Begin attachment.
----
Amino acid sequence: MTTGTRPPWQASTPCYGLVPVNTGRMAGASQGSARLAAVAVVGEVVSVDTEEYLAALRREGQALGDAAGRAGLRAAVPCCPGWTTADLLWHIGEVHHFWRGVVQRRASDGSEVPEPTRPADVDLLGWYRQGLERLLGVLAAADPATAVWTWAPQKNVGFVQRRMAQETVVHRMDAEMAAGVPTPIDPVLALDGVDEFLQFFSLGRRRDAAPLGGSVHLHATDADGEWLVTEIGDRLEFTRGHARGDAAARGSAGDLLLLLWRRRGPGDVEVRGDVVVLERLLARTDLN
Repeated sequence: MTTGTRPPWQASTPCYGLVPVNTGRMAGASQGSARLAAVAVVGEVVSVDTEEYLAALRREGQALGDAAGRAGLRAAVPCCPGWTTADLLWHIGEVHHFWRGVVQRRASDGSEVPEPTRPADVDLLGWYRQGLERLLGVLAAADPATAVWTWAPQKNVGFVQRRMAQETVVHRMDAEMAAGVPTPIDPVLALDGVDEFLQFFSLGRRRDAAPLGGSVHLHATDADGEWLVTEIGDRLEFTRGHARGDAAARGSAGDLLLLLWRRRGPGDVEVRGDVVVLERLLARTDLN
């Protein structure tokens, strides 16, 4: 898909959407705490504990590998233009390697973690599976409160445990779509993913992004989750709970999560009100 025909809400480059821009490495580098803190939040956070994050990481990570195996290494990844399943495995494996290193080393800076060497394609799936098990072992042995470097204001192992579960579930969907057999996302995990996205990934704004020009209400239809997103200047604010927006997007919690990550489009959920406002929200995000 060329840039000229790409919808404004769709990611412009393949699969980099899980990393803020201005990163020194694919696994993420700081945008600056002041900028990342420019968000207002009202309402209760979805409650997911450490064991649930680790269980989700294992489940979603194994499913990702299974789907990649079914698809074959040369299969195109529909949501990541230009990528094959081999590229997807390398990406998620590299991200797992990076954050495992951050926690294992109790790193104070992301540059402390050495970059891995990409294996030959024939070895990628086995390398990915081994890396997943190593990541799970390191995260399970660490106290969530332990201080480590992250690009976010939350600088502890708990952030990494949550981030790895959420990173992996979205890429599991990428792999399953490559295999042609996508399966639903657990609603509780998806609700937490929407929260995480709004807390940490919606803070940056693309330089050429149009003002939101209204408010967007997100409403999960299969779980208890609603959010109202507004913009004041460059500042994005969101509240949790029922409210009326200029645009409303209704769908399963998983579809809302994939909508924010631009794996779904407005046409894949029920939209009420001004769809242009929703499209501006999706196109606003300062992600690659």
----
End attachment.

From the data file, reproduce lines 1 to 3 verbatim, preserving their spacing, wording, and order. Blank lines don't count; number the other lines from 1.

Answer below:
Amino acid sequence: MTTGTRPPWQASTPCYGLVPVNTGRMAGASQGSARLAAVAVVGEVVSVDTEEYLAALRREGQALGDAAGRAGLRAAVPCCPGWTTADLLWHIGEVHHFWRGVVQRRASDGSEVPEPTRPADVDLLGWYRQGLERLLGVLAAADPATAVWTWAPQKNVGFVQRRMAQETVVHRMDAEMAAGVPTPIDPVLALDGVDEFLQFFSLGRRRDAAPLGGSVHLHATDADGEWLVTEIGDRLEFTRGHARGDAAARGSAGDLLLLLWRRRGPGDVEVRGDVVVLERLLARTDLN
Repeated sequence: MTTGTRPPWQASTPCYGLVPVNTGRMAGASQGSARLAAVAVVGEVVSVDTEEYLAALRREGQALGDAAGRAGLRAAVPCCPGWTTADLLWHIGEVHHFWRGVVQRRASDGSEVPEPTRPADVDLLGWYRQGLERLLGVLAAADPATAVWTWAPQKNVGFVQRRMAQETVVHRMDAEMAAGVPTPIDPVLALDGVDEFLQFFSLGRRRDAAPLGGSVHLHATDADGEWLVTEIGDRLEFTRGHARGDAAARGSAGDLLLLLWRRRGPGDVEVRGDVVVLERLLARTDLN
């Protein structure tokens, strides 16, 4: 898909959407705490504990590998233009390697973690599976409160445990779509993913992004989750709970999560009100 025909809400480059821009490495580098803190939040956070994050990481990570195996290494990844399943495995494996290193080393800076060497394609799936098990072992042995470097204001192992579960579930969907057999996302995990996205990934704004020009209400239809997103200047604010927006997007919690990550489009959920406002929200995000 060329840039000229790409919808404004769709990611412009393949699969980099899980990393803020201005990163020194694919696994993420700081945008600056002041900028990342420019968000207002009202309402209760979805409650997911450490064991649930680790269980989700294992489940979603194994499913990702299974789907990649079914698809074959040369299969195109529909949501990541230009990528094959081999590229997807390398990406998620590299991200797992990076954050495992951050926690294992109790790193104070992301540059402390050495970059891995990409294996030959024939070895990628086995390398990915081994890396997943190593990541799970390191995260399970660490106290969530332990201080480590992250690009976010939350600088502890708990952030990494949550981030790895959420990173992996979205890429599991990428792999399953490559295999042609996508399966639903657990609603509780998806609700937490929407929260995480709004807390940490919606803070940056693309330089050429149009003002939101209204408010967007997100409403999960299969779980208890609603959010109202507004913009004041460059500042994005969101509240949790029922409210009326200029645009409303209704769908399963998983579809809302994939909508924010631009794996779904407005046409894949029920939209009420001004769809242009929703499209501006999706196109606003300062992600690659």